Song of the Week
Substack of the Week
Free Black Thought is a larger project, largely but not exclusively driven by Black writers and academics, that challenges conventional assumptions about what Black people are “supposed” to think. When I first became aware of the project it was represented as conservative, which is merely an indication of our stupid binaristic political culture. The opinions represented in FBT tend to be committed to freedom of speech and an ideal of racial reconciliation rather than endless racial division, which are only coded as conservative within the context of our broken discourse. I don’t agree with everything I’ve heard under their umbrella (sometimes I’ve disagreed quite fervently), but there’s a dedication to inquiry here and a level of commitment to research that is rare. This post on the origins of critical race theory is a good example; there’s just a ton to be learned there. Check ’em out.
The Merciless, Danielle Vega, 2014
I picked this book up simply based on the cool cover you see here. I knew nothing about its contents. Which is not sound practice! I bought this CD based on this same principle and it was some of the worst music I had ever heard. But I lucked out here. This is a tight little thriller that has a rather predictable plot turn that doesn’t make its execution less fun. In the story, three teenage girls stage an “exorcism” of a classic bad girl type from their school, an exorcism which really amounts to an excuse for imprisonment and torture. Our protagonist has been dragged along and faces an ethical dilemma about what to do. Shit goes wrong, and suddenly they’re all trapped in an engagingly tense crisis. I will say this, without spoiling anything: there’s a sense in the book that later events justify some earlier behavior, and I really don’t agree. But I don’t have to agree with the implicit morality to enjoy the book.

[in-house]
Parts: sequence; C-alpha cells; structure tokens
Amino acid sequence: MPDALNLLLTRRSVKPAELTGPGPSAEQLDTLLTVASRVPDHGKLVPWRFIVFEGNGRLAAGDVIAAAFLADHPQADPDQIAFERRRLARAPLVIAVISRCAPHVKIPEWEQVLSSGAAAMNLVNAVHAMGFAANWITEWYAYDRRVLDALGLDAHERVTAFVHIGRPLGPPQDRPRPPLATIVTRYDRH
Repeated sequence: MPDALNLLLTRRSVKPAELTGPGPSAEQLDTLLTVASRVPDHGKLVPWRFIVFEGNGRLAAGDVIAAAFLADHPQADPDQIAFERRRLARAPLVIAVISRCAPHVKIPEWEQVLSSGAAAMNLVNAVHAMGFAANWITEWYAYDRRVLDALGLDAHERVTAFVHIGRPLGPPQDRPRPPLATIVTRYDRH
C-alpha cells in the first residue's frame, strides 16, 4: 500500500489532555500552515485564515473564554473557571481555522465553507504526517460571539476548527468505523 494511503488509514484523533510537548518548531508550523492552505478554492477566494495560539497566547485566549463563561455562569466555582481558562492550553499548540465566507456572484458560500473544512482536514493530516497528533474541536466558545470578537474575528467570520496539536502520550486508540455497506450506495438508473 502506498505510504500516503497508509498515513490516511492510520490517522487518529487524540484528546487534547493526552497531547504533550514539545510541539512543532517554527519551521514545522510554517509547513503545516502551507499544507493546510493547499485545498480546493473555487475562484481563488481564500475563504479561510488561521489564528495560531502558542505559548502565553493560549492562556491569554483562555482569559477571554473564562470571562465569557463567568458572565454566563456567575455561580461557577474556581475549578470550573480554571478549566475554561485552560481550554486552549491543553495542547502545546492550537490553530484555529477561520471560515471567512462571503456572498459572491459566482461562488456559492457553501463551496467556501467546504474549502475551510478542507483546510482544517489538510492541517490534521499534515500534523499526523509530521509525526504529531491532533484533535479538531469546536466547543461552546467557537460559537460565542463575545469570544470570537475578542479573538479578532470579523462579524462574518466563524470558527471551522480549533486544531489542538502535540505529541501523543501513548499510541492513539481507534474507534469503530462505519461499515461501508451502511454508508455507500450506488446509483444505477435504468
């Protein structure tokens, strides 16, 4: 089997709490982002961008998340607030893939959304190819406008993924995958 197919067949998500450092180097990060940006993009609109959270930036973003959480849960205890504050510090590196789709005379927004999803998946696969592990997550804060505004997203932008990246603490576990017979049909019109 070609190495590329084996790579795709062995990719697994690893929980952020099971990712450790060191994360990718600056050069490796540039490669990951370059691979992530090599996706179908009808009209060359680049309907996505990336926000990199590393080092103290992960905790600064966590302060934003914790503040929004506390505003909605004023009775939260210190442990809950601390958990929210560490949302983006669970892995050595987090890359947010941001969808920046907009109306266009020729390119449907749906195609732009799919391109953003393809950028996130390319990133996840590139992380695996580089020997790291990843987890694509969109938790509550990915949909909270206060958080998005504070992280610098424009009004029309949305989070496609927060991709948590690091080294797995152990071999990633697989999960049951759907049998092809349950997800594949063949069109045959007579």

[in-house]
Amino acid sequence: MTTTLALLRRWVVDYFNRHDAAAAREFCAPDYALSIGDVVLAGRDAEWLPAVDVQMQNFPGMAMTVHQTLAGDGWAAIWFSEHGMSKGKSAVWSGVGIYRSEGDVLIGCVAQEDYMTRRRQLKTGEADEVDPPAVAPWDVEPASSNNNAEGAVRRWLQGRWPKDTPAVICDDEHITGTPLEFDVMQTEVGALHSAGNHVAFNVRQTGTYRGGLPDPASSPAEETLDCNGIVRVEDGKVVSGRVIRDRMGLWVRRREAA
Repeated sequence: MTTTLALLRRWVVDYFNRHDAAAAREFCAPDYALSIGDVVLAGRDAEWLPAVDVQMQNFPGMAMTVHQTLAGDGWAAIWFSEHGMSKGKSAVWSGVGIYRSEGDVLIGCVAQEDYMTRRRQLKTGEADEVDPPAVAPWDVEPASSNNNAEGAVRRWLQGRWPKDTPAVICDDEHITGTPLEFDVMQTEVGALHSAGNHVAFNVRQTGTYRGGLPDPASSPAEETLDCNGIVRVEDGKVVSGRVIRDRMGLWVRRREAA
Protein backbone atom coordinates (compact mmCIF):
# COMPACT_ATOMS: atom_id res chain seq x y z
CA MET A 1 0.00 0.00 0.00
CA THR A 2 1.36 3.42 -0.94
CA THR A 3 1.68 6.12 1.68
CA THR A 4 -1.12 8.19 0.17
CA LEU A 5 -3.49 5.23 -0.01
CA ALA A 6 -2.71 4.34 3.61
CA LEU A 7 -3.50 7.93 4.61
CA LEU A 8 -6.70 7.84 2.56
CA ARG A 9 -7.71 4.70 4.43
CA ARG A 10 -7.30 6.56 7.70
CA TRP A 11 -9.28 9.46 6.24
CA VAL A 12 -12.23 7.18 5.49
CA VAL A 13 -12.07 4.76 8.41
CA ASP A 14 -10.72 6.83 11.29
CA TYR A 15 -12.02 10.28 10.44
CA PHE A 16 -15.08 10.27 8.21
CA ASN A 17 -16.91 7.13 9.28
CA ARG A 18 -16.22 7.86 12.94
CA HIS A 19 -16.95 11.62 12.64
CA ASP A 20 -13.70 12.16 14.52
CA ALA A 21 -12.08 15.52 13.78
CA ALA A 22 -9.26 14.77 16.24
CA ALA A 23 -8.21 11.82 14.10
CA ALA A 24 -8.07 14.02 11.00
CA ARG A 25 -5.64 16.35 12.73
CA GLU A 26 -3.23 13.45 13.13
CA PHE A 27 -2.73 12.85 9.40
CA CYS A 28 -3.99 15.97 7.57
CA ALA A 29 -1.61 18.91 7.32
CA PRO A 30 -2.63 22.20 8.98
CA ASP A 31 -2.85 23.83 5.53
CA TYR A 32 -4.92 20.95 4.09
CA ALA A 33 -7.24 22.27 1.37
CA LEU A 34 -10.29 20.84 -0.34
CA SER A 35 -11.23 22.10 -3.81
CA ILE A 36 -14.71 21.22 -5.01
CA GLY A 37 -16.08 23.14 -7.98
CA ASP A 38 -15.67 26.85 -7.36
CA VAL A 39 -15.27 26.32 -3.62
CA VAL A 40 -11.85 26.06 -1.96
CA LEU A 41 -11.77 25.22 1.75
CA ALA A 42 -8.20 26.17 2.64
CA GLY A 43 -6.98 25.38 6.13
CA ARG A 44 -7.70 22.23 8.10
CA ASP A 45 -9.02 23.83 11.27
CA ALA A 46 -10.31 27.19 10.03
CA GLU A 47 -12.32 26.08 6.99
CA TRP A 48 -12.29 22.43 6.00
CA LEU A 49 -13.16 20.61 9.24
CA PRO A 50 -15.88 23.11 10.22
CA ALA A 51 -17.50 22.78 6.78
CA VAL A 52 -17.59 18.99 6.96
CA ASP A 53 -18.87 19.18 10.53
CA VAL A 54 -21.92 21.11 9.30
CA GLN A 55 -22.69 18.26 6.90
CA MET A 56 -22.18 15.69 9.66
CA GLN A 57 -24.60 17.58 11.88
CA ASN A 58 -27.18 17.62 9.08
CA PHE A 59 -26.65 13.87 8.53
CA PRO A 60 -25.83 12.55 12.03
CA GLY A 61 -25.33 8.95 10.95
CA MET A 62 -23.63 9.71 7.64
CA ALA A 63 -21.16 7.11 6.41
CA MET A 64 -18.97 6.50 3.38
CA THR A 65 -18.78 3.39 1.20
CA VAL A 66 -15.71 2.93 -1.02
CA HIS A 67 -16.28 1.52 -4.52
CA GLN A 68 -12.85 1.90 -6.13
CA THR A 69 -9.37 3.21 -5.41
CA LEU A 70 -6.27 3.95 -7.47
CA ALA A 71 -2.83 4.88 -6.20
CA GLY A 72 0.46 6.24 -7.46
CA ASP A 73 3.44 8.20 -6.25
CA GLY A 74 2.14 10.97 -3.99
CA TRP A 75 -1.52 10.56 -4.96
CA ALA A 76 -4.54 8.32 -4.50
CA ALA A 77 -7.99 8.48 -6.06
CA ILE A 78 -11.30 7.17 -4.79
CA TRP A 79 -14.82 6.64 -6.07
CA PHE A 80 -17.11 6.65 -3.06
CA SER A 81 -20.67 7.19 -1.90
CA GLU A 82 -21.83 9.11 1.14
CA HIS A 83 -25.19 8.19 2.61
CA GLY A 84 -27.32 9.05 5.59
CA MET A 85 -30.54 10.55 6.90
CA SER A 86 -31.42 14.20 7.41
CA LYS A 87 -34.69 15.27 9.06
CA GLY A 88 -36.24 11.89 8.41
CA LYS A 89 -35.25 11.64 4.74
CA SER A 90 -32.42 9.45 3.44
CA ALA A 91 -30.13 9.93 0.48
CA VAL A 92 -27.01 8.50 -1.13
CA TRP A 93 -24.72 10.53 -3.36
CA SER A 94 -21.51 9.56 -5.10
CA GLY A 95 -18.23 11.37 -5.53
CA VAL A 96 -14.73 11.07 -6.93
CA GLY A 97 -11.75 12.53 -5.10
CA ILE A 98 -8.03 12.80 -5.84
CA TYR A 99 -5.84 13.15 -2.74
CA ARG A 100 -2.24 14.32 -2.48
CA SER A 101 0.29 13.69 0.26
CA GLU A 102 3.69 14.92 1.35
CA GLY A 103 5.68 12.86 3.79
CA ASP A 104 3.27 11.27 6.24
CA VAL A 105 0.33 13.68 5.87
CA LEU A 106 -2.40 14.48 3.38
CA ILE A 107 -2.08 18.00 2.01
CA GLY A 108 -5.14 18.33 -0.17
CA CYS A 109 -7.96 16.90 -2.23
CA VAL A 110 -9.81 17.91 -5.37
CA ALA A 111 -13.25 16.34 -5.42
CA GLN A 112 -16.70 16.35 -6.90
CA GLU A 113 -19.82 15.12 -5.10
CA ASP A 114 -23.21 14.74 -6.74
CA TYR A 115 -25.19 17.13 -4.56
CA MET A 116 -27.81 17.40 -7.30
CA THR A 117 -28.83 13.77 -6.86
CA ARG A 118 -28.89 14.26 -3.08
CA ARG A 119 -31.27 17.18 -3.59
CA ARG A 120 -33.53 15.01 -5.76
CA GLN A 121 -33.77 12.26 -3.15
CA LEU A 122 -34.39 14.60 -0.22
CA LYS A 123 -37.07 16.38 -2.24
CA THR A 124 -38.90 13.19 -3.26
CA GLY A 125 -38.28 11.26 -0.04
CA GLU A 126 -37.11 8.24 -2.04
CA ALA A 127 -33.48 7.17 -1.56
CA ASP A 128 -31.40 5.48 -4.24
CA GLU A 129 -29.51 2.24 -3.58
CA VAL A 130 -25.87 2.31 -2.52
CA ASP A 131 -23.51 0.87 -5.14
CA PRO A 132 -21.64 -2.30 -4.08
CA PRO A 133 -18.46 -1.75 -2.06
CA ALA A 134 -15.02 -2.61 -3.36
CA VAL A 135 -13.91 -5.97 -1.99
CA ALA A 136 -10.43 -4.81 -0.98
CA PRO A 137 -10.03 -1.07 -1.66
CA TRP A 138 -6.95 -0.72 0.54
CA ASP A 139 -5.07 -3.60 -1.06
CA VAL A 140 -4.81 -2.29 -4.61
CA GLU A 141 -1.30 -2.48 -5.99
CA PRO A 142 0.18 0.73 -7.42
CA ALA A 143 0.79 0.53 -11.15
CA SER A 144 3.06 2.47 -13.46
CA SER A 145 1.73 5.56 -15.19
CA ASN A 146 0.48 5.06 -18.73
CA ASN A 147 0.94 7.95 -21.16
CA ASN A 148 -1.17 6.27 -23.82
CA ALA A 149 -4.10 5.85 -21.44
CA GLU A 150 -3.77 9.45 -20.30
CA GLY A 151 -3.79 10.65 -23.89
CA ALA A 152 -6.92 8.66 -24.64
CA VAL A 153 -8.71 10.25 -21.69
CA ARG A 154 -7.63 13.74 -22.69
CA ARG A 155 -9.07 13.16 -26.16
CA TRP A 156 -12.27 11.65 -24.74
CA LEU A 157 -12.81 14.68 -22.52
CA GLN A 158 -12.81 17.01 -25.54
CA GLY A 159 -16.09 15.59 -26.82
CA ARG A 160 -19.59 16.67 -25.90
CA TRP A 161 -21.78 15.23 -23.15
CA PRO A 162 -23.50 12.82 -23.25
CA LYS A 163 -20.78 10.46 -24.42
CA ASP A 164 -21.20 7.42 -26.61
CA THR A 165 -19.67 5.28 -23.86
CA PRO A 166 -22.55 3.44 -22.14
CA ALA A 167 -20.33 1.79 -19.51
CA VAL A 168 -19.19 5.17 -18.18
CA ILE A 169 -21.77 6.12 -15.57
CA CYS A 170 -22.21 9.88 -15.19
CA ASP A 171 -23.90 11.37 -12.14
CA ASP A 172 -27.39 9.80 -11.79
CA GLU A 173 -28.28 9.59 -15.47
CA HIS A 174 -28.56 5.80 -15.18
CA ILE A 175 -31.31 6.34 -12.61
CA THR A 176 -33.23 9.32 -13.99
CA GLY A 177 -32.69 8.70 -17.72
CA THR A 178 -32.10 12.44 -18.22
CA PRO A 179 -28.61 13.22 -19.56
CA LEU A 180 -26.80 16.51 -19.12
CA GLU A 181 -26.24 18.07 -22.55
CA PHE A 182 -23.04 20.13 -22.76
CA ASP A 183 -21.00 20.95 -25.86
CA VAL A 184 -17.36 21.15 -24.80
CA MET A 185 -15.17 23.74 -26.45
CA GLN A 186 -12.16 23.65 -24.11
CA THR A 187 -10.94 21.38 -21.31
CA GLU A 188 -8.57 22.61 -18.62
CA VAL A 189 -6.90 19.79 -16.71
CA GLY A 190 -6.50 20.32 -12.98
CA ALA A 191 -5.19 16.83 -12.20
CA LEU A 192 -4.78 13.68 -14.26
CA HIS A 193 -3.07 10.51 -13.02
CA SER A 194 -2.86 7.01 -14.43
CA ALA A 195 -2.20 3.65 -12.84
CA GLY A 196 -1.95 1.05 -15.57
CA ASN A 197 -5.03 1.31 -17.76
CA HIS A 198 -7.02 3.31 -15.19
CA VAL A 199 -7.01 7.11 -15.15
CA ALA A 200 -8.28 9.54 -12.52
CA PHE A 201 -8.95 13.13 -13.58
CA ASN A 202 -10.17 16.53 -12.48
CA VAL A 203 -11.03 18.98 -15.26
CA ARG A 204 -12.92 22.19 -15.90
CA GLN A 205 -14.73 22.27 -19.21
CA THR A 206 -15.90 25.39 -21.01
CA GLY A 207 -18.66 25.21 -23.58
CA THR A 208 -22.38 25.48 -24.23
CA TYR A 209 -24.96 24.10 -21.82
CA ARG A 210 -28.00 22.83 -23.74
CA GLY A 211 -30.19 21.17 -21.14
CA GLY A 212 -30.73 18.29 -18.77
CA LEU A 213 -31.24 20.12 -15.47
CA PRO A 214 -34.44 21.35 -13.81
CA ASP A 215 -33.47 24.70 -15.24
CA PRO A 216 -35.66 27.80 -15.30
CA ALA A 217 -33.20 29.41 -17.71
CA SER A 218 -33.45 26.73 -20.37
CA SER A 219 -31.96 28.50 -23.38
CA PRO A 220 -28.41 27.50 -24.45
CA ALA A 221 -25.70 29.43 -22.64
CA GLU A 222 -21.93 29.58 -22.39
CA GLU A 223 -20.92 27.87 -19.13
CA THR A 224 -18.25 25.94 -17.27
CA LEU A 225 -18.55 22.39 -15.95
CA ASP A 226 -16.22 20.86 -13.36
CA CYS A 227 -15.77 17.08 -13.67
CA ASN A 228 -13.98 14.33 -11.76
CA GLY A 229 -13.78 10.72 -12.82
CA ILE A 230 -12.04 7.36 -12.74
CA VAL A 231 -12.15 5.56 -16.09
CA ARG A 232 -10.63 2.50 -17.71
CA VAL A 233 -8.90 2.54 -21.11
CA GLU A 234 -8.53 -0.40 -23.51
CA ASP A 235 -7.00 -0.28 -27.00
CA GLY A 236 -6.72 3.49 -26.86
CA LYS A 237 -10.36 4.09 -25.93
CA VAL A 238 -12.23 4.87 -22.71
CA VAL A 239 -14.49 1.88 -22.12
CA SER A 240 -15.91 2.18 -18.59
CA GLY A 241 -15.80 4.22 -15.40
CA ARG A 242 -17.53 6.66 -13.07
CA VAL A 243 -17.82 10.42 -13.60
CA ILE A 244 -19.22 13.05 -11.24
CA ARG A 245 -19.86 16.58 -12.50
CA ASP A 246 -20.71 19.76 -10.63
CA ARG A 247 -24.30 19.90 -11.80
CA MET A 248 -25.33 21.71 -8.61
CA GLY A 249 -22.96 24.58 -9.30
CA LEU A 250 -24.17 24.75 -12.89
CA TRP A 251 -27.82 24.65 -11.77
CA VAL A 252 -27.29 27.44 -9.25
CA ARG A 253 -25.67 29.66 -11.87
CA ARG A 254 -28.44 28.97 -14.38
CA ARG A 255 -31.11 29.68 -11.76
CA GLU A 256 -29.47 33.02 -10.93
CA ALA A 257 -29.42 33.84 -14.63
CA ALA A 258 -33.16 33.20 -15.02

Comment of the Week
Relevant Ginny Hogan joke:
“Thank god exercise makes you hotter. If all it did was improve your health, boost your mood, increase your longevity, prevent physical pain, and help your sleep, I’d never do it.” - H.G.Welp
That’s it for this week. Our next theme week next week!